In Search of the Sorcerer’s Apprentice: between Lucian and Walt Disney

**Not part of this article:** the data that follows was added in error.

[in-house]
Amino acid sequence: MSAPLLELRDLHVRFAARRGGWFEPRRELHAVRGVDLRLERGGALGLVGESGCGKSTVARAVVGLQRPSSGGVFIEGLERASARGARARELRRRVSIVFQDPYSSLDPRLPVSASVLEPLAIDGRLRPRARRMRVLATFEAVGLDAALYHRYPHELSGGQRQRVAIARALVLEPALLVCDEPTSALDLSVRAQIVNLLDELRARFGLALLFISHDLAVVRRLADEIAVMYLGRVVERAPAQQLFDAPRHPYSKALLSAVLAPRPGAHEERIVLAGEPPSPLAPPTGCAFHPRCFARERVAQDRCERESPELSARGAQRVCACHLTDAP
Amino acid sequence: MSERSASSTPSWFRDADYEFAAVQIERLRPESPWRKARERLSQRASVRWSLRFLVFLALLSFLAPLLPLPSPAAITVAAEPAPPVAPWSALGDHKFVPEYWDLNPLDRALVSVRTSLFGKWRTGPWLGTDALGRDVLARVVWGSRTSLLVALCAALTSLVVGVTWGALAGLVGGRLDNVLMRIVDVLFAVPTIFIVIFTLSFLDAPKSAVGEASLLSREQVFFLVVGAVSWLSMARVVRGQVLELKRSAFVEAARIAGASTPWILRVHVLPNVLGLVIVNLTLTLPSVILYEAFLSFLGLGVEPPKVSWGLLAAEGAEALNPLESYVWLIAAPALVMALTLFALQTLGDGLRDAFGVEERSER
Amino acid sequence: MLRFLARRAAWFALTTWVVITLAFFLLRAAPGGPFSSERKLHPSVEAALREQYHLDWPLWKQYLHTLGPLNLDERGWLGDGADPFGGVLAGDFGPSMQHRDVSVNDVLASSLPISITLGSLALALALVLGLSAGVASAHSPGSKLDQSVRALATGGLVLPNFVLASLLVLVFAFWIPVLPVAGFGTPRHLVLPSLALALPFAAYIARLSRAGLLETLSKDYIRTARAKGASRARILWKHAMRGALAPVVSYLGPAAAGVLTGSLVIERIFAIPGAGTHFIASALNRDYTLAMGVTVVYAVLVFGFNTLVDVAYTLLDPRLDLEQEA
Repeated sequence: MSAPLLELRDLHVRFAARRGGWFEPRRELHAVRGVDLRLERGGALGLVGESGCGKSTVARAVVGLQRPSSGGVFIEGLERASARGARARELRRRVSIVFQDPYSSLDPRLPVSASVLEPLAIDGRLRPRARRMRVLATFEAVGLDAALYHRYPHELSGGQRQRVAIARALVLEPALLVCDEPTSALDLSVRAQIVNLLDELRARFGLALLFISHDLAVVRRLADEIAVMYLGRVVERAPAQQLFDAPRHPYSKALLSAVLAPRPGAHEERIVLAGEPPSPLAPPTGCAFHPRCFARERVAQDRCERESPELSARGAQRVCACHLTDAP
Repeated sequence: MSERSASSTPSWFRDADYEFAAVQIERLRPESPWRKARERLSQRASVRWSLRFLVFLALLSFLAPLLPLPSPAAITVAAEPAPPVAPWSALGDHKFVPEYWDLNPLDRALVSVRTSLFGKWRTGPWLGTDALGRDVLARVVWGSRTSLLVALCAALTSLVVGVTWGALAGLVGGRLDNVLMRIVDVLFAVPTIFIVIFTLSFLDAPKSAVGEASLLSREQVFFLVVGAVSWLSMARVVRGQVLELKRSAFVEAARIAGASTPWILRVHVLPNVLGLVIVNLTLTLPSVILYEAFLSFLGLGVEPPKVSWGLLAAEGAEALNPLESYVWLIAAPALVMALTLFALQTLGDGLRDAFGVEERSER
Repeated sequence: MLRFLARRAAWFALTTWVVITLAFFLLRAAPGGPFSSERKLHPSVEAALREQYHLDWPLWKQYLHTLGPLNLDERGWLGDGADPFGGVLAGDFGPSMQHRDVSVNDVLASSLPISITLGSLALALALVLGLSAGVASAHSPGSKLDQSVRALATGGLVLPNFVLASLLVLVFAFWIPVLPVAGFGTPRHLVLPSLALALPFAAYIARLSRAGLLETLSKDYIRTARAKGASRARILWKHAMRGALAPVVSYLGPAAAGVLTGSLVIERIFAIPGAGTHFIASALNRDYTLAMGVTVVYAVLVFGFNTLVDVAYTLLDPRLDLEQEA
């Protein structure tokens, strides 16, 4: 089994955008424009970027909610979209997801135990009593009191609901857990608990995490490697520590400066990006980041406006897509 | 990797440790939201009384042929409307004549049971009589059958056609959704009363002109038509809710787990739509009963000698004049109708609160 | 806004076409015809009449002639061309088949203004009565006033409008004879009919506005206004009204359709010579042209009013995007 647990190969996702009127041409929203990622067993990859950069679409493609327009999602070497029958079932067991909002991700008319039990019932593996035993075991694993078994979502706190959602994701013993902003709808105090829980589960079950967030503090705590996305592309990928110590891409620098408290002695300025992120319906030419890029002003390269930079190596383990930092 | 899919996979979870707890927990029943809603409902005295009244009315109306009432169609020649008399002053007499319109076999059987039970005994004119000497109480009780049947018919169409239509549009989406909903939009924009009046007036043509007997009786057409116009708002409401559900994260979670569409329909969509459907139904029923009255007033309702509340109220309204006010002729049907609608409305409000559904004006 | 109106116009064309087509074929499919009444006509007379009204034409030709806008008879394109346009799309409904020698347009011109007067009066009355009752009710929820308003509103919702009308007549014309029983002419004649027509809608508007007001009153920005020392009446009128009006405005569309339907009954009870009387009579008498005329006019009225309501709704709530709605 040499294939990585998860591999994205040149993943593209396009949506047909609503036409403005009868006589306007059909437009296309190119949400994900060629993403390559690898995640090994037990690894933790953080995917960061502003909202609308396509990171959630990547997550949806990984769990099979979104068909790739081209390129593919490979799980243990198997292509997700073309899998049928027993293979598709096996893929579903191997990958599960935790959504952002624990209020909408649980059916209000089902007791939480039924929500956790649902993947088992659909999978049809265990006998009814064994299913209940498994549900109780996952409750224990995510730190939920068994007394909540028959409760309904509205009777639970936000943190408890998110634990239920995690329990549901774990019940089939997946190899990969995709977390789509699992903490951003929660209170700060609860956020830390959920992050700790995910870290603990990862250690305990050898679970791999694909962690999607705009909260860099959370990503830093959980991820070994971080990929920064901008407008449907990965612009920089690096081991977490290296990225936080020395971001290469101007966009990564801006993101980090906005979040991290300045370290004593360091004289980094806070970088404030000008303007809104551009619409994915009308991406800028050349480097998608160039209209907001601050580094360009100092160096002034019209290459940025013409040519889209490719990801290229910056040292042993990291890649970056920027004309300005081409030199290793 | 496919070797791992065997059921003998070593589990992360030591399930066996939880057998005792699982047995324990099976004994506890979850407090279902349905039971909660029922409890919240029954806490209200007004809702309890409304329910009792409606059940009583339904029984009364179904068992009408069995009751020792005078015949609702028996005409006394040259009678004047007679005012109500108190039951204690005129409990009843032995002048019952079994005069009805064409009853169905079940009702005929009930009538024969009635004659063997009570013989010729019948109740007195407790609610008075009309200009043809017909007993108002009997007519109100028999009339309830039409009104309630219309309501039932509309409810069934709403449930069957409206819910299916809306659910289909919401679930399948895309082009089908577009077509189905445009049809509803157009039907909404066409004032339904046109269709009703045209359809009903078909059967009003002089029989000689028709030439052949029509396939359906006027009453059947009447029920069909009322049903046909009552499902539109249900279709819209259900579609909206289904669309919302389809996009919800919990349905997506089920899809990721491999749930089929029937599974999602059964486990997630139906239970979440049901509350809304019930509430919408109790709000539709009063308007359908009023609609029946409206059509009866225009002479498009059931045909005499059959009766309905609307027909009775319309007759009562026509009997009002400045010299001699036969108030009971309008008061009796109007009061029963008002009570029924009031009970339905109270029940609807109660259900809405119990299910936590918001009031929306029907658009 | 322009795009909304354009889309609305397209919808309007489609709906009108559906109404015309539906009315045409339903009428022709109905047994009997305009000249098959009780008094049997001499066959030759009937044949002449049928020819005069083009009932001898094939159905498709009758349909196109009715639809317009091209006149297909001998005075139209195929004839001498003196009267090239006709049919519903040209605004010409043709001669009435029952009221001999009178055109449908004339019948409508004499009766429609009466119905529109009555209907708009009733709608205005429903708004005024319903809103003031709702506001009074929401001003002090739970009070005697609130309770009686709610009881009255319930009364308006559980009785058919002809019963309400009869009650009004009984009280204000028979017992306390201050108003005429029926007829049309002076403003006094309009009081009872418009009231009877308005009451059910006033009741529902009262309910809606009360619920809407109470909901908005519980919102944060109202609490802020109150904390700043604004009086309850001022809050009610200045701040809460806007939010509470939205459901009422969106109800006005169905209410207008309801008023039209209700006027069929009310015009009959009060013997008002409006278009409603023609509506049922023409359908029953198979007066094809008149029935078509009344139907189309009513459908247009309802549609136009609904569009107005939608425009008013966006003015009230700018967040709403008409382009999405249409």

At fi rst glance, the movie by Jon Turteltaub entitled The Sorcerer’s Apprentice (2010) seems not to have any connections with Greco-Roman antiquity whatsoever. To fi nd the hidden connection we have to go back to year 1797 when Johann Wolfgang Goethe publi-shed his famous ballad Der Zauberlehrling (The Sorcerer’s Apprentice)Almost a century later, this work inspired a French composer Paul Dukas to write his masterpiece, the sympho-nic scherzo L’apprenti sorcier. Dukas’ music became the leitmotif of both Disney’s movies: Fantasia (1940) and Fantasia2000 (1999) whose action is based on Goethe’s ballad. Also, the basic elements of the plot were used in one of the episodes of the series Alfred Hitchcock Presents (1961). This is where we touch the ancient roots of the story. A good friend of J.W. Goethe, Christoph Martin Wieland, happened to have published in 1789 the fi rst complete German translation of Lucian of Samosata’s (120-180 AD) works, including a dialogue entitled Philopseudes (The Lover of Lies). The tenth story told in Philopseudes turned out to be very similar to the one written by J. W. Goethe and then adapted into Disney’s and Turteltaub’s movies. In my paper I try to show the transmission of the Lucianic text from antiquity to modern fi lm adaptations. The original Lucian tale, rewritten by J.W. Goethe, becomes very infl uential. The so-called “sorcerer’s apprentice syndrome” can be found at the root of many fantastic stories in which humans could not curb their creations (i.e. robots) which eventually would turn against their makers. The primary focus of this paper is on how the story of a young apprentice changed over centuries and how it was adopted by cinematography.
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